A very fine powder of ferric oxide is known as "jeweler's rouge", "red rouge", or simply rouge. It is used to put the final polish on metallic jewelry and lenses, and historically as a cosmetic. Rouge cuts more slowly than some modern polishes, such as cerium(IV) oxide, but is still used in optics fabrication and by jewelers for the superior finish it can produce. When polishing gold, the rouge slightly stains the gold, which contributes to the appearance of the finished piece. Rouge is sold as a powder, paste, laced on polishing cloths, or solid bar (with a wax or grease binder). Other polishing compounds are also often called "rouge", even when they do not contain iron oxide. Jewelers remove the residual rouge on jewelry by use of ultrasonic cleaning. Products sold as "stropping compound" are often applied to a leather strop to assist in getting a razor edge on knives, straight razors, or any other edged tool.
Iron(III) oxide is also used as a pigment, under names "Pigment Brown 6", "Pigment Brown 7", and "Pigment Red 101". Some of them, e.g. Pigment Red 101 and Pigment Brown 6, are approved by the US Food and Drug Administration (FDA) for use in cosmetics. Iron oxides are used as pigments in dental composites alongside titanium oxides.
Hematite is the characteristic component of the Swedish paint color Falu red.
Iron(III) oxide was the most common magnetic particle used in all types of magnetic storage and recording media, including magnetic disks (for data storage) and magnetic tape (used in audio and video recording as well as data storage). Its use in computer disks was superseded by cobalt alloy, enabling thinner magnetic films with higher storage density.
α-Fe2O3 has been studied as a photoanode for solar water oxidation. However, its efficacy is limited by a short diffusion length (2-4 nm) of photo-excited charge carriers and subsequent fast recombination, requiring a large overpotential to drive the reaction. Research has been focused on improving the water oxidation performance of Fe2O3 using nanostructuring, surface functionalization, or by employing alternate crystal phases such as β-Fe2O3.
Calamine lotion, used to treat mild itchiness, is chiefly composed of a combination of zinc oxide, acting as astringent, and about 0.5% iron(III) oxide, the product's active ingredient, acting as antipruritic. The red color of iron(III) oxide is also mainly responsible for the lotion's widely familiar pink color.
- Haynes, p. 4.69
- Comey, Arthur Messinger; Hahn, Dorothy A. (February 1921). A Dictionary of Chemical Solubilities: Inorganic (2nd ed.). New York: The MacMillan Company. p. 433.
- Haynes, p. 4.141
- Ling, Yichuan; Wheeler, Damon A.; Zhang, Jin Zhong; Li, Yat (2013). Zhai, Tianyou; Yao, Jiannian (eds.). One-Dimensional Nanostructures: Principles and Applications. John Wiley & Sons, Inc. Hoboken, New Jersey: John Wiley & Sons, Inc. p. 167. ISBN 978-1-118-07191-5.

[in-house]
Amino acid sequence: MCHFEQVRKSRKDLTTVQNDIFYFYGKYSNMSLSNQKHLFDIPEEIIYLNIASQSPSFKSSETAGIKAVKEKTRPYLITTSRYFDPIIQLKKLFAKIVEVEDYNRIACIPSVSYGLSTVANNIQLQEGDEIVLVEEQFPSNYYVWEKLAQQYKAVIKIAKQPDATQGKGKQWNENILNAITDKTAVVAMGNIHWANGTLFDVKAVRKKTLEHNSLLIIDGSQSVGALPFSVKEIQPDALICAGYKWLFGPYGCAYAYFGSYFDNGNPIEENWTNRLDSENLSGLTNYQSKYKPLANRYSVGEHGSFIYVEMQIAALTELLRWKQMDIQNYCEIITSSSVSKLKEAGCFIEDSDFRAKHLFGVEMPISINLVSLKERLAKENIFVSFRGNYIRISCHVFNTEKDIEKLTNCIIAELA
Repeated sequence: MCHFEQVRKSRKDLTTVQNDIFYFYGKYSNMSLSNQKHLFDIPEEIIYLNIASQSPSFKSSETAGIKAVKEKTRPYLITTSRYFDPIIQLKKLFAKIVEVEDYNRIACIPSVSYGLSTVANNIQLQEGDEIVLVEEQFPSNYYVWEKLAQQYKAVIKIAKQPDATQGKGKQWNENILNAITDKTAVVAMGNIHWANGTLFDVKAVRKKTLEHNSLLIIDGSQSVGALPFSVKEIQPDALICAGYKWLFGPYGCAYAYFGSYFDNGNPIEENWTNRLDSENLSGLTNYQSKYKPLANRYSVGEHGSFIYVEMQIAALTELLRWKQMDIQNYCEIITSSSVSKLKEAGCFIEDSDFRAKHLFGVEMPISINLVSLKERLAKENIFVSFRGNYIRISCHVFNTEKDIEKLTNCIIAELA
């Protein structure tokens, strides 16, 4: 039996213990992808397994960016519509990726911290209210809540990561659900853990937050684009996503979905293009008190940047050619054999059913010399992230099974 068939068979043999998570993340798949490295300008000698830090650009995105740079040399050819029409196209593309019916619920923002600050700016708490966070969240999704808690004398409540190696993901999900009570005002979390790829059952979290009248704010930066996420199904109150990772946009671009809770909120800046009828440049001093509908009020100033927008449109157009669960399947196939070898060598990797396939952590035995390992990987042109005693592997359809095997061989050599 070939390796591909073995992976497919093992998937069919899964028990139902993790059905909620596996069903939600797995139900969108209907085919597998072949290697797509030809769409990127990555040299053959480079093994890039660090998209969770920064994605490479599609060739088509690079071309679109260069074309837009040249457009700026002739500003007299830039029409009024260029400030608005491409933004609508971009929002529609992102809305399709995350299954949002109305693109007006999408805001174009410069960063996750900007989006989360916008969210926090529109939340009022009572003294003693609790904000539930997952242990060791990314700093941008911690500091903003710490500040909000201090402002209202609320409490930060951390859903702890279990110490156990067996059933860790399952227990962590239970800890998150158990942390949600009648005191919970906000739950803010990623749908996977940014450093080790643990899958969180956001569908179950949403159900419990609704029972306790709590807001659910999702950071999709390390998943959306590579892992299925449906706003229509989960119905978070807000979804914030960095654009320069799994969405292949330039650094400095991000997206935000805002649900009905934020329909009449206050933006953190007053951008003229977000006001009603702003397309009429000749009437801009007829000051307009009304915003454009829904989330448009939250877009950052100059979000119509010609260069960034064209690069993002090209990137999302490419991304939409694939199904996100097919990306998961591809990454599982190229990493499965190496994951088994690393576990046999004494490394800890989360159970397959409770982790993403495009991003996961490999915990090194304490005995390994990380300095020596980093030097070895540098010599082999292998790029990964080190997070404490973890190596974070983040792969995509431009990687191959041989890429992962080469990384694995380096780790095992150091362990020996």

- Vujtek, Milan; Zboril, Radek; Kubinek, Roman; Mashlan, Miroslav. "Ultrafine Particles of Iron(III) Oxides by View of AFM – Novel Route for Study of Polymorphism in Nano-world" (PDF). Univerzity Palackého. Czech. Retrieved 12 July 2014.
- Haynes, p. 5.12
- Sigma-Aldrich Co., Iron(III) oxide. Retrieved on 2014-07-12.
- "SDS of Iron(III) oxide" (PDF). KJLC. England: Kurt J Lesker Company Ltd. 5 January 2012. Retrieved 12 July 2014.
- NIOSH Pocket Guide to Chemical Hazards. "#0344". National Institute for Occupational Safety and Health (NIOSH).
- Greedan, J. E. (1994). "Magnetic oxides". In King, R. Bruce (ed.). Encyclopedia of Inorganic chemistry. New York: John Wiley & Sons. ISBN 978-0-471-93620-6.
- Housecroft, Catherine E.; Sharpe, Alan G. (2008). "Chapter 22: d-block metal chemistry: the first row elements". Inorganic Chemistry (3rd ed.). Pearson. p. 716. ISBN 978-0-13-175553-6.
- Dejoie, Catherine; Sciau, Philippe; Li, Weidong; Noé, Laure; Mehta, Apurva; Chen, Kai; Luo, Hongjie; Kunz, Martin; Tamura, Nobumichi; Liu, Zhi (2015). "Learning from the past: Rare ε-Fe2O3 in the ancient black-glazed Jian (Tenmoku) wares". Scientific Reports. 4: 4941. doi:10.1038/srep04941. PMC 4018809. PMID 24820819.
- Adlam; Price (1945). Higher School Certificate Inorganic Chemistry. Leslie Slater Price.
- Handbook of Preparative Inorganic Chemistry, 2nd Ed. Edited by G. Brauer, Academic Press, 1963, NY. Vol. 1. p. 1661.
- Greenwood, N. N.; Earnshaw, A. (1997). Chemistry of the Element (2nd ed.). Oxford: Butterworth-Heinemann. ISBN 978-0-7506-3365-9.
- Paint and Surface Coatings: Theory and Practice. William Andrew Inc. 1999. ISBN 978-1-884207-73-0.
- Banerjee, Avijit (2011). Pickard's Manual of Operative Dentistry. United States: Oxford University Press Inc., New York. p. 89. ISBN 978-0-19-957915-0.
- Piramanayagam, S. N. (2007). "Perpendicular recording media for hard disk drives". Journal of Applied Physics. 102 (1): 011301–011301–22. Bibcode:2007JAP...102a1301P. doi:10.1063/1.2750414.
- Kay, A., Cesar, I. and Grätzel, M. (2006). "New Benchmark for Water Photooxidation by Nanostructured α-Fe2O3 Films". Journal of the American Chemical Society. 128 (49): 15714–15721. doi:10.1021/ja064380l. PMID 17147381.CS1 maint: multiple names: authors list (link)
- Kennedy, J.H. and Frese, K.W. (1978). "Photooxidation of Water at α-Fe2O3 Electrodes". Journal of the Electrochemical Society. 125 (5): 709. doi:10.1149/1.2131532.CS1 maint: multiple names: authors list (link)
- Le Formal, F. (2014). "Back Electron–Hole Recombination in Hematite Photoanodes for Water Splitting". Journal of the American Chemical Society. 136 (6): 2564–2574. doi:10.1021/ja412058x. PMID 24437340.
- Zhong, D.K. and Gamelin, D.R. (2010). "Photoelectrochemical Water Oxidation by Cobalt Catalyst ("Co−Pi")/α-Fe2O3 Composite Photoanodes: Oxygen Evolution and Resolution of a Kinetic Bottleneck". Journal of the American Chemical Society. 132 (12): 4202–4207. doi:10.1021/ja908730h. PMID 20201513.CS1 maint: multiple names: authors list (link)
- Emery, J.D. (2014). "Atomic Layer Deposition of Metastable β-Fe2O3 via Isomorphic Epitaxy for Photoassisted Water Oxidation". ACS Applied Materials & Interfaces. 6 (24): 21894–21900. doi:10.1021/am507065y. PMID 25490778.
|Wikimedia Commons has media related to Iron(III) oxide.|